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Why Are the Plants in My Aquarium Suddenly Dying?

Causes of Plants Dying in Fish Aquariums San Diego, CA

For many aquarists, having saltwater or freshwater planted aquariums serves more than just aesthetic purposes. The natural beauty of aquatic plants is only secondary to the important role they play in balancing the ecosystem. Plants improve chemical oxygenation of water molecules, compete with algae for nutrients, and serve as a surface for Nitrobacter colonies to form. There’s no question that plants are win-win situations for fish keepers, but they also require a certain level of care in terms of nutrition and biochemistry. As organic species, plants will age, reproduce, wither, and cease to exist, but you shouldn’t see them perish at a very fast rate. If you see more than one of your aquarium plants dying at the same time, this could signal an imbalance of the ecosystem. Here are a few of the possible causes.

High Bioload

Even though plants can balance the biochemistry in a fish tank, there’s only so much they can do. In an overstocked aquarium where there’s more than an inch of fish per gallon of water, plants are bound to be affected by excessive breakdown of uneaten food and fish waste. Plants are excellent at handling nitrites and even carbon dioxide, but they won’t survive in highly sulfuric water, which can be produced by an accumulation of detritus and excrement.

Inadequate Substrate for Rooting Plants

If you have plants that need to root to survive, they may not be able to do so when the substrate consists solely of large rocks. Rooting plants require a finer substrate that won’t pressure the roots too much. When roots are unable to take hold, the growth of the plant will be stunted, thus leading to a premature death. We always suggest aquatic plant substrates if you’re going to have rooted plants in the aquarium.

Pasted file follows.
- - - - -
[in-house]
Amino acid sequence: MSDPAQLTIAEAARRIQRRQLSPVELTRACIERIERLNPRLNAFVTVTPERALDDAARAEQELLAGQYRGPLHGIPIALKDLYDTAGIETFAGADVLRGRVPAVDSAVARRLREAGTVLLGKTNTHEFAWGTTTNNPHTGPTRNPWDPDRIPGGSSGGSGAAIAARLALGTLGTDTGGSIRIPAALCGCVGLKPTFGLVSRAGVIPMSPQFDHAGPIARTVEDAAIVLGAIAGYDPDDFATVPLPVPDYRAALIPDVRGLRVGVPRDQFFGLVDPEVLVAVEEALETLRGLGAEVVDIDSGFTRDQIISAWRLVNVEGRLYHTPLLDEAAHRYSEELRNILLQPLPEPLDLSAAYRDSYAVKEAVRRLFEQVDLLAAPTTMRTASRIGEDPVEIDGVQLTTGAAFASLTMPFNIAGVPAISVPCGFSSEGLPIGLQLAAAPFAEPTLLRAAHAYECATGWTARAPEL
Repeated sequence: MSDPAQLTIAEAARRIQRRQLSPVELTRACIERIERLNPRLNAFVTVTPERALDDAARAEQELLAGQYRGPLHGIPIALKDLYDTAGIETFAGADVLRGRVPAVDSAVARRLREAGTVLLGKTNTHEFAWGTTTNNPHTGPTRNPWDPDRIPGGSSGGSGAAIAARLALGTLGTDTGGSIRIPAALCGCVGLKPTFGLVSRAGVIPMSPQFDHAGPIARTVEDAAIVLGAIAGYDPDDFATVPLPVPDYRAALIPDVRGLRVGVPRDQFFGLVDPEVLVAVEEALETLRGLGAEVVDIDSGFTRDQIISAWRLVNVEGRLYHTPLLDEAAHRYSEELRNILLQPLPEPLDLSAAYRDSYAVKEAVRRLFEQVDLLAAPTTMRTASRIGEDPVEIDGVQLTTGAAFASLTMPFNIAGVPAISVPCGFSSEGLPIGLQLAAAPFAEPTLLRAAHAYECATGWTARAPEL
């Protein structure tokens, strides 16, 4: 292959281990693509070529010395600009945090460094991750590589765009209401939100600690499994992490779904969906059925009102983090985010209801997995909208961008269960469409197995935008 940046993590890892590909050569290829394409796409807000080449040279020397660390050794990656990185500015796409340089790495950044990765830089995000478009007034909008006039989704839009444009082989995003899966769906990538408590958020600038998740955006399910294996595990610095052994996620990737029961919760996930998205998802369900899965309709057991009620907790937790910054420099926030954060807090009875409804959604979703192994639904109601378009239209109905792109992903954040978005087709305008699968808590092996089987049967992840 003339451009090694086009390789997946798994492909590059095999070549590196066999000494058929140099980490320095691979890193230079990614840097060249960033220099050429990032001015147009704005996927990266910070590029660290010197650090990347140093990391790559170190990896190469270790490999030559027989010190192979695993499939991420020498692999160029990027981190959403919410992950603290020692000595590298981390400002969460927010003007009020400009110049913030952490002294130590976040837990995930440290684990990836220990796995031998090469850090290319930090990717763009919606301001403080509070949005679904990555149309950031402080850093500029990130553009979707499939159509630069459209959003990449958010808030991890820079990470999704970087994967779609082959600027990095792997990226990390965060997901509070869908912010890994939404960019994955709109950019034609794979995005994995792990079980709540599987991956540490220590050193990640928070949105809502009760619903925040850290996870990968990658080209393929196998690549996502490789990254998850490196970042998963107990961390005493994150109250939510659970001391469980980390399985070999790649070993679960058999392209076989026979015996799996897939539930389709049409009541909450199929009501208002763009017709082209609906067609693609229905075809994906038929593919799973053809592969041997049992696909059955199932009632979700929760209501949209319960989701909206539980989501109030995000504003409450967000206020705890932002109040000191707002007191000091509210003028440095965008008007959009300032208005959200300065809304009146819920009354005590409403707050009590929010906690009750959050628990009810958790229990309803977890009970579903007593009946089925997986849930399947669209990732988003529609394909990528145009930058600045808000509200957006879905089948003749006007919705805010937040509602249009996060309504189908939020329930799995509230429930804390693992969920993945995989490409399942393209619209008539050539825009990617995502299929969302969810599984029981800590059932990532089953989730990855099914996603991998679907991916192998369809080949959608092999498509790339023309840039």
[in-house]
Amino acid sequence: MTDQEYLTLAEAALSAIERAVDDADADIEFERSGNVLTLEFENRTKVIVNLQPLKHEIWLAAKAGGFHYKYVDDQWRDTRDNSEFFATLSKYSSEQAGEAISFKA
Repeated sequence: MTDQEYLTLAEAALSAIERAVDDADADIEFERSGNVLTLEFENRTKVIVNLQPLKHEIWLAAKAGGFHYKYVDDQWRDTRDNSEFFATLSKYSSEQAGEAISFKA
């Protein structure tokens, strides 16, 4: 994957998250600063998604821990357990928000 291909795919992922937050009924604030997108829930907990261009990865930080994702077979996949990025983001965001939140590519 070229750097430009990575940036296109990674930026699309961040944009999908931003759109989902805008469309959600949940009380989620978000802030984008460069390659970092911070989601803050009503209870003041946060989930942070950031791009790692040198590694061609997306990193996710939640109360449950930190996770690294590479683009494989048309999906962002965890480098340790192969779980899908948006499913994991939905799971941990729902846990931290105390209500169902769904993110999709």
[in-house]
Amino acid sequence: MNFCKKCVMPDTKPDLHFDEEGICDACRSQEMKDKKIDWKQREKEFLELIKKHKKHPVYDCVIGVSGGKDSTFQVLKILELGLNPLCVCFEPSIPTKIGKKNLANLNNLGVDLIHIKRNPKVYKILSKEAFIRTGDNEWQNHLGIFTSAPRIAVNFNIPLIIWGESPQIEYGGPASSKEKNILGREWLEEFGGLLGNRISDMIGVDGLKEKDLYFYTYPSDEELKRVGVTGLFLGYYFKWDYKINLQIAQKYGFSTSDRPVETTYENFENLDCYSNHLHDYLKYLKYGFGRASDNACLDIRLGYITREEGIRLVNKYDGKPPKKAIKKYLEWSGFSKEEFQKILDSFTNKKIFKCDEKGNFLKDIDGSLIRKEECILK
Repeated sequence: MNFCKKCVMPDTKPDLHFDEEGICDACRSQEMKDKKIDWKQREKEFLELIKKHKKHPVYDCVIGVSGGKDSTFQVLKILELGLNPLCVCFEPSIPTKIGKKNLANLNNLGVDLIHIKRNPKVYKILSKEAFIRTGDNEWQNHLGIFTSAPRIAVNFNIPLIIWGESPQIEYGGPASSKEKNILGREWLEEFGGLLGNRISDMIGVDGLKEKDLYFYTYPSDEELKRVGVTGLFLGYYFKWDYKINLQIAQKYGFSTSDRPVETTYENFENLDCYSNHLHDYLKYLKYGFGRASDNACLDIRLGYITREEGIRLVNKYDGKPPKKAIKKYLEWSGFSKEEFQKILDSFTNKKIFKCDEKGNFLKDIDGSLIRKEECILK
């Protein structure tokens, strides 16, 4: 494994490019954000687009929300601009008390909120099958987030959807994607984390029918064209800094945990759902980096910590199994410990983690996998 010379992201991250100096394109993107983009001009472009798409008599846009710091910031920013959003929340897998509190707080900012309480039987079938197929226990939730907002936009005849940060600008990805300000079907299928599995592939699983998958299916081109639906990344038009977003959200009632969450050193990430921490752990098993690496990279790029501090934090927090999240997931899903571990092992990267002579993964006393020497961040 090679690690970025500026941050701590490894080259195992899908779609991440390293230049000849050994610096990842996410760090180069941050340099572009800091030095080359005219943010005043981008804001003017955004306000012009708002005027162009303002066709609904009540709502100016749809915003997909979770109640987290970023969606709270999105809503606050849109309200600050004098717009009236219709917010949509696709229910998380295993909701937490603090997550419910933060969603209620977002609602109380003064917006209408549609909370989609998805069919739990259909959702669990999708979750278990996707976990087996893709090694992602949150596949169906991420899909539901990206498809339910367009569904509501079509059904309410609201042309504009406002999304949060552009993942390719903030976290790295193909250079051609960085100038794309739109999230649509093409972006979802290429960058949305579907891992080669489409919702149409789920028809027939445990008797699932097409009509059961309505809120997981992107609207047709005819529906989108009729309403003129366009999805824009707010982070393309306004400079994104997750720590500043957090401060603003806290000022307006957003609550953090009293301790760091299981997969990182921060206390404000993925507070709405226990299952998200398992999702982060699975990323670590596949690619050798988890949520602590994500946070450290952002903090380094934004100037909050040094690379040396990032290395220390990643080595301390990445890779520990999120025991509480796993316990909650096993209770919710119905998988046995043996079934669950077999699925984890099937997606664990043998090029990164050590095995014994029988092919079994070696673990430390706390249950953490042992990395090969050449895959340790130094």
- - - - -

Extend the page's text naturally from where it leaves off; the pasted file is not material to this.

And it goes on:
Plant Destruction by Fish

In a tank filled with bottom dwellers and invertebrates, rooting plants will have a difficult time staying healthy because of constant nibbling. A school of neon tetras will have a field day with a single plant in a tank. In a reef tank filled with surgeon fish, chances are there will be no algae bloom because this species is known for its voracious feeding habits, but this could become problematic for plants when all algae is consumed. The most sensible solution is to keep numerous and various plants.

Poor Lighting Conditions

Photosynthesis is vital for healthy plant life. Placing a fish tank away from direct sunlight is a good idea because it can prevent algae bloom, but only if you can provide adequate lighting. The rule of thumb for most aquatic plants is to have an LED light that’s made for planted aquariums, and the lamps should stay on for at least eight hours to mimic the day cycle.

Whether you need beautiful plants for your tank or any supply that’s necessary to maintain your aquatic environment, you can find what you’re looking for at Aquatic Warehouse, a leading provider of aquarium and koi pond supplies. Stop by our store located in Kearny Mesa, order the supplies you need from our website, or give us a call at 858-467-9297 if you have any questions.

Contact Information

  • Address: 5466 Complex Street Suite 204
    San Diego, CA 92123
  • Phone: (858) 467-9297
  • Email: sales@aquaticwarehouse.com
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